Americans have pulled back on online sports betting following the end of the 2021 NFL season, suggesting the country’s most popular sports league was driving much of the action in late 2021. 

In December, at the height of the NFL’s race to the playoffs, 18% of Americans ages 21+ said they were betting on sports online. Now, even amid the NBA and NHL playoffs, that figure is down to 13% in a new CivicScience survey – despite the fact that 30 U.S. states now allow online sports betting.

A look at sports bettors’ favorite leagues seems to support this theory.

Only 2 in 10 online sports bettors don’t follow the NFL to some degree. For the NHL and NBA, that figure is closer to 4 in 10. Baseball is bettors’ second-favorite sport, but that season is still in its early stages.

That might be why less than 10% of U.S. adults (21+) plan to place an online bet on either the NBA Finals or the Stanley Cup Finals. Compare that with the 17% who planned to bet online for the Super Bowl in a CivicScience survey in February.

Even filtered solely among fans of each league, only a small minority say they’re likely to bet on the finals this year.

The NFL’s massive popularity is certainly a factor, but another component to this trend may be the scheduling layout of the other sports leagues. With only 17 games in an NFL regular season and a week between each game, there’s plenty of time for bettors to analyze and prepare. Meanwhile, the NBA and NHL have 82-game seasons, and MLB has a 162-game season – making each game statistically less important, and reducing the time between games. The NFL is also the only major league to adopt a single-elimination playoff format, while the other leagues use multiple-game series, again reducing the statistical importance of single playoff games.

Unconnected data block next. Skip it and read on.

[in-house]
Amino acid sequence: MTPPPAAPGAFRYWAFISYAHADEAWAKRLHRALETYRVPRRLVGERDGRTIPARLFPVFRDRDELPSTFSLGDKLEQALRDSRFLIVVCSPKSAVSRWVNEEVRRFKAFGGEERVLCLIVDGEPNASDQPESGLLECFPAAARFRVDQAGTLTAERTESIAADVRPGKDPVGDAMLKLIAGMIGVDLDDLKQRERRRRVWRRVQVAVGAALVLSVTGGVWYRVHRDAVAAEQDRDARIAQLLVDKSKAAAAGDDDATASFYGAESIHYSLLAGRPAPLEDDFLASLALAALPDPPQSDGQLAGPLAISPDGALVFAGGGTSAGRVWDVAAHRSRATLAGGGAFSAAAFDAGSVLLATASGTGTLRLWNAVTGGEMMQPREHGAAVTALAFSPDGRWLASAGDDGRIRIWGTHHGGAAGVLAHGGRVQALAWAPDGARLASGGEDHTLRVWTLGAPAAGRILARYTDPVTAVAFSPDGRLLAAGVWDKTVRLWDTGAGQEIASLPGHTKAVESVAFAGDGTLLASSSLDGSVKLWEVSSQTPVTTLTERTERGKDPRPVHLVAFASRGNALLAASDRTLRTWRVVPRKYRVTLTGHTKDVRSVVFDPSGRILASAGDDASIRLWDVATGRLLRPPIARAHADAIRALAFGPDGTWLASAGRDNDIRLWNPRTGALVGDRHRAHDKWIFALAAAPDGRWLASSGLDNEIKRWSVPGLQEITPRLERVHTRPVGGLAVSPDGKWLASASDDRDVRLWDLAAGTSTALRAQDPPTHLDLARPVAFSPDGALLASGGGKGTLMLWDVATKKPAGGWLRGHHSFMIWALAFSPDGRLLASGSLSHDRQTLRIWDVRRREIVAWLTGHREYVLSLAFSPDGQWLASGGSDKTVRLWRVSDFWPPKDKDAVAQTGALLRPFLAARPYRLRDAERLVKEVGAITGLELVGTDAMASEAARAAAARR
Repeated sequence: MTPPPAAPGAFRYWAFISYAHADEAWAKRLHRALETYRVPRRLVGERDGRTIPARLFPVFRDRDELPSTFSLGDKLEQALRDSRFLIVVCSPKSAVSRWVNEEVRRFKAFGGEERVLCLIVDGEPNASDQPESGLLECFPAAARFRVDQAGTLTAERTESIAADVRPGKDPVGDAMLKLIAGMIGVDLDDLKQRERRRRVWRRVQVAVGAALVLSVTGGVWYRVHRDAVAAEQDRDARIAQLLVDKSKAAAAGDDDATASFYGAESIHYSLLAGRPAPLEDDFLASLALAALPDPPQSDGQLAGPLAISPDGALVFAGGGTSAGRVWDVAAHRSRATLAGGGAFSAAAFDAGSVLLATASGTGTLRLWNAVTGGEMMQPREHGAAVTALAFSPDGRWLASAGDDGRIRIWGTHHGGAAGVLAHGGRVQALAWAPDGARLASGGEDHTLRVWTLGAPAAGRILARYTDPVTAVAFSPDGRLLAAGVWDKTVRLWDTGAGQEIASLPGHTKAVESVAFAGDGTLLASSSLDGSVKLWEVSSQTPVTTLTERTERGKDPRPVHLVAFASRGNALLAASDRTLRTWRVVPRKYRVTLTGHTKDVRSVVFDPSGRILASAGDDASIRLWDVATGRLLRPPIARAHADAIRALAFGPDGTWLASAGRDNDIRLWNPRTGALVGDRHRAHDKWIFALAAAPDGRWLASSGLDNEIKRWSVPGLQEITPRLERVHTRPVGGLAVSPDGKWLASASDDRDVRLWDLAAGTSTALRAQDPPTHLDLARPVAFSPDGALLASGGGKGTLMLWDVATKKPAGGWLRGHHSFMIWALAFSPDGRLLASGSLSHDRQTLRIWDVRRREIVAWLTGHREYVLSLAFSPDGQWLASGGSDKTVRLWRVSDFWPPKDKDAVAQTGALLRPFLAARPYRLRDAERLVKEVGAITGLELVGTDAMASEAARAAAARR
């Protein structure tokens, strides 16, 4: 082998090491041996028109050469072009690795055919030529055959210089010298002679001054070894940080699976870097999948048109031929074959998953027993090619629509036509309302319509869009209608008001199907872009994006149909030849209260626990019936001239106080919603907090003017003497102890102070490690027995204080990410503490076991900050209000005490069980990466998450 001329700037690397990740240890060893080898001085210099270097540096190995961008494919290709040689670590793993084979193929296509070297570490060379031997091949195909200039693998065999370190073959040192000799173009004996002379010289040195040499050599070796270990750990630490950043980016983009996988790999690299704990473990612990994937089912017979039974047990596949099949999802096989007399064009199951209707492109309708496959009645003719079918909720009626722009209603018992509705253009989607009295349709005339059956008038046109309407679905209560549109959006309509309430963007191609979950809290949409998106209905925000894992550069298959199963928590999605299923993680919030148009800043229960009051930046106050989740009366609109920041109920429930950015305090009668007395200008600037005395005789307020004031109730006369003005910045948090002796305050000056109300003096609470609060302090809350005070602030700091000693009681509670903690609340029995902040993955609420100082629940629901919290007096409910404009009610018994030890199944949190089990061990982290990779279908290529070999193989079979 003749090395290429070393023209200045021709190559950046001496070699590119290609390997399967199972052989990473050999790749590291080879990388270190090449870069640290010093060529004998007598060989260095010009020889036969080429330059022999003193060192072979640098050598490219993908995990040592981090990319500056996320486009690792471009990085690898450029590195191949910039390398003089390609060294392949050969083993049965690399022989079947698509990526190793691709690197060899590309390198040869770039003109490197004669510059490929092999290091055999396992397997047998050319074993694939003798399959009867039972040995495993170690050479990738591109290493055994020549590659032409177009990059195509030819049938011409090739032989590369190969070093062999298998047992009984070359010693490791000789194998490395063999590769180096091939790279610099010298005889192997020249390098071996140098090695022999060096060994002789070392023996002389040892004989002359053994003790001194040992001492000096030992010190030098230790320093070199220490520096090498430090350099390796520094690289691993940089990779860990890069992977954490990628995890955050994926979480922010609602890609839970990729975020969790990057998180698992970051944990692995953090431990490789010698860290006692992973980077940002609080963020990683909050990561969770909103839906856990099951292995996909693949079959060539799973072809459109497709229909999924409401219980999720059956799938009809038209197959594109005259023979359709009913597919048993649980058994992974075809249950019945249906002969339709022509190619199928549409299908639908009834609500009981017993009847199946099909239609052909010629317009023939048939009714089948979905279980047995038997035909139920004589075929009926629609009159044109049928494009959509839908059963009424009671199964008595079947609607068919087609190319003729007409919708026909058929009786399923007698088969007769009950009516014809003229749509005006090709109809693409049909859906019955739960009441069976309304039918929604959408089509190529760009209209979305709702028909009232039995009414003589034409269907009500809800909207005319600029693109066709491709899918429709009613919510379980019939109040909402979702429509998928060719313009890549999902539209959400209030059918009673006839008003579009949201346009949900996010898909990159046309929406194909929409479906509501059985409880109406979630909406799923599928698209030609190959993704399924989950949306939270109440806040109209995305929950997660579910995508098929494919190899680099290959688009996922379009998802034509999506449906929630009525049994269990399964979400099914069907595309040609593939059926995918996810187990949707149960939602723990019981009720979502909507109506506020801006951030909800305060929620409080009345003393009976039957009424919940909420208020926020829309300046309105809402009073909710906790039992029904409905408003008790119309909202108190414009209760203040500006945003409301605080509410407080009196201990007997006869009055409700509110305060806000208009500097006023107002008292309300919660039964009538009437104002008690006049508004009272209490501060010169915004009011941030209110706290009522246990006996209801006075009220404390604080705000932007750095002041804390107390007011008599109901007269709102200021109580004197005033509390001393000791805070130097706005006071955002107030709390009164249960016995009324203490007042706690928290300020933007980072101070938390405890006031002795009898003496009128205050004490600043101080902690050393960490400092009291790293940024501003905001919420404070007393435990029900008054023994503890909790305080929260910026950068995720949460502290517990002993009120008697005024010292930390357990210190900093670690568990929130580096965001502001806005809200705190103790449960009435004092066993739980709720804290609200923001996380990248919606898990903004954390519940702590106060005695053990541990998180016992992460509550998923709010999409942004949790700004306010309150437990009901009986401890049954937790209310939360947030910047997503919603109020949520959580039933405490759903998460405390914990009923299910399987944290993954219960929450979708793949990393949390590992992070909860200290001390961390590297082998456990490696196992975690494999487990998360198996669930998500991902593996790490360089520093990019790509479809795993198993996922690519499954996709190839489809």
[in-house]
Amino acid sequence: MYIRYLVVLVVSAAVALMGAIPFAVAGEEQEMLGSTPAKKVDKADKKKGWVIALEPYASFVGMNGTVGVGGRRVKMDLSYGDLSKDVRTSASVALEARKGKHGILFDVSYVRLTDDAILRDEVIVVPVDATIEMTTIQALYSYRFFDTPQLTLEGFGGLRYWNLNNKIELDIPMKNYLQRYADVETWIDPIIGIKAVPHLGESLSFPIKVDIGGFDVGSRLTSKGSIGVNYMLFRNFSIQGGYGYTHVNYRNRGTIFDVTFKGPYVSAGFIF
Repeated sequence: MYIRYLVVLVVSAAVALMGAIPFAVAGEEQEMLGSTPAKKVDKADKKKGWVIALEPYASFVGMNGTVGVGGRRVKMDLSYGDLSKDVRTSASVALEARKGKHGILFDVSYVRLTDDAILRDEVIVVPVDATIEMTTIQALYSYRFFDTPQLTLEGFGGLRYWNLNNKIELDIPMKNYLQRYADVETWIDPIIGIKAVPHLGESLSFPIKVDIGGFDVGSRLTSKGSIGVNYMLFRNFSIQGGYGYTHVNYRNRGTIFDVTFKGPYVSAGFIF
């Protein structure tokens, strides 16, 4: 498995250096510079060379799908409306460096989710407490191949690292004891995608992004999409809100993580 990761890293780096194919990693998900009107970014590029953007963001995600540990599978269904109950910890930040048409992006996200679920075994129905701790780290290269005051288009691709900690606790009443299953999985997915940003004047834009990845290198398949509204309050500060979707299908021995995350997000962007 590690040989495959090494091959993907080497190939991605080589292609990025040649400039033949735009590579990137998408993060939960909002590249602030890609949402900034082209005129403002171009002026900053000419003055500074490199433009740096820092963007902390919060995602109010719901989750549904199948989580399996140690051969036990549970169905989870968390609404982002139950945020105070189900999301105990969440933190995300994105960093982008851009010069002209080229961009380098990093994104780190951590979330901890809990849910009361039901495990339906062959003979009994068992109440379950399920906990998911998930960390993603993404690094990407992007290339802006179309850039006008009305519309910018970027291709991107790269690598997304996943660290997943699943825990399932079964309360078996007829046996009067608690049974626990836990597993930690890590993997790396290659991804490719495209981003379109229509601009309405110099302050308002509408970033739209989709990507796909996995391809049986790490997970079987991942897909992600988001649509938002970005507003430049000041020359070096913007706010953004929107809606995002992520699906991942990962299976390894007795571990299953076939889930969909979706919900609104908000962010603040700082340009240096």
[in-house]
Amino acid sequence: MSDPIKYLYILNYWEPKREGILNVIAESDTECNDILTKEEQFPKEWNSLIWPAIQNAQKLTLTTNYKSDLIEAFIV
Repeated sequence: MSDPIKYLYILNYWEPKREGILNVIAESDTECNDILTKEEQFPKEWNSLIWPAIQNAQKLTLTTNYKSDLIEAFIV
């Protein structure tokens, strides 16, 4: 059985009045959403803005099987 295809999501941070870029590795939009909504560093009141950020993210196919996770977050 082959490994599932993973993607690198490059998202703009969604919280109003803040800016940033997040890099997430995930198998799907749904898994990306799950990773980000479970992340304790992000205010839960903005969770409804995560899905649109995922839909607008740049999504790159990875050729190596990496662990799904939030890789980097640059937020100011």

When it comes to the sportsbook rat-race, it seems that DraftKings has pulled away from its closest competitors. FanDuel maintains a firm hold on second place, with a logjam of other contenders following after. Note that the following percentages are among online sports bettors only, not the general population.

While Americans eased up on online sports betting from December to May, it’s likely that the decline is related to the end of the NFL’s 2021 season. CivicScience will keep an eye on online sports betting this fall to see whether the return of pro football will boost online sportsbooks back to their 2021 levels.